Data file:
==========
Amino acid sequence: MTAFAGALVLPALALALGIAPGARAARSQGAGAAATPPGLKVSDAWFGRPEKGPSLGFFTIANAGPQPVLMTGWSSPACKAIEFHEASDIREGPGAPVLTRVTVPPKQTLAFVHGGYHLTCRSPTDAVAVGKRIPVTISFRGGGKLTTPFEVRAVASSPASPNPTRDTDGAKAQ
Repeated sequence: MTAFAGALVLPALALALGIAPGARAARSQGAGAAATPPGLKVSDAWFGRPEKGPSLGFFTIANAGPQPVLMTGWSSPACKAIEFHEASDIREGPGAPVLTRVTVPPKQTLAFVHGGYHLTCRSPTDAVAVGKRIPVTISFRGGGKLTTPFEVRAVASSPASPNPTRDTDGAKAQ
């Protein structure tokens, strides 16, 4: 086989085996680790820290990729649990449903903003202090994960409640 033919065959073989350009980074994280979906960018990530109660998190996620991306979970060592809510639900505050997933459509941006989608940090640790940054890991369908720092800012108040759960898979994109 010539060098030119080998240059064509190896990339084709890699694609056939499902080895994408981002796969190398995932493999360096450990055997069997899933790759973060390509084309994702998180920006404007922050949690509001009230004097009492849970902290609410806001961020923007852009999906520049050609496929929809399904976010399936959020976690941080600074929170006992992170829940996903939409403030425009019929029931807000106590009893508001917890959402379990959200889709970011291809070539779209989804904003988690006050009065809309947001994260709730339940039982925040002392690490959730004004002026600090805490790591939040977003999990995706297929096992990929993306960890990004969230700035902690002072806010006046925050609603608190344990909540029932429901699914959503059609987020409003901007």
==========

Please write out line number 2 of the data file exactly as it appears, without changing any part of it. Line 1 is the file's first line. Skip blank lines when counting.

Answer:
Repeated sequence: MTAFAGALVLPALALALGIAPGARAARSQGAGAAATPPGLKVSDAWFGRPEKGPSLGFFTIANAGPQPVLMTGWSSPACKAIEFHEASDIREGPGAPVLTRVTVPPKQTLAFVHGGYHLTCRSPTDAVAVGKRIPVTISFRGGGKLTTPFEVRAVASSPASPNPTRDTDGAKAQ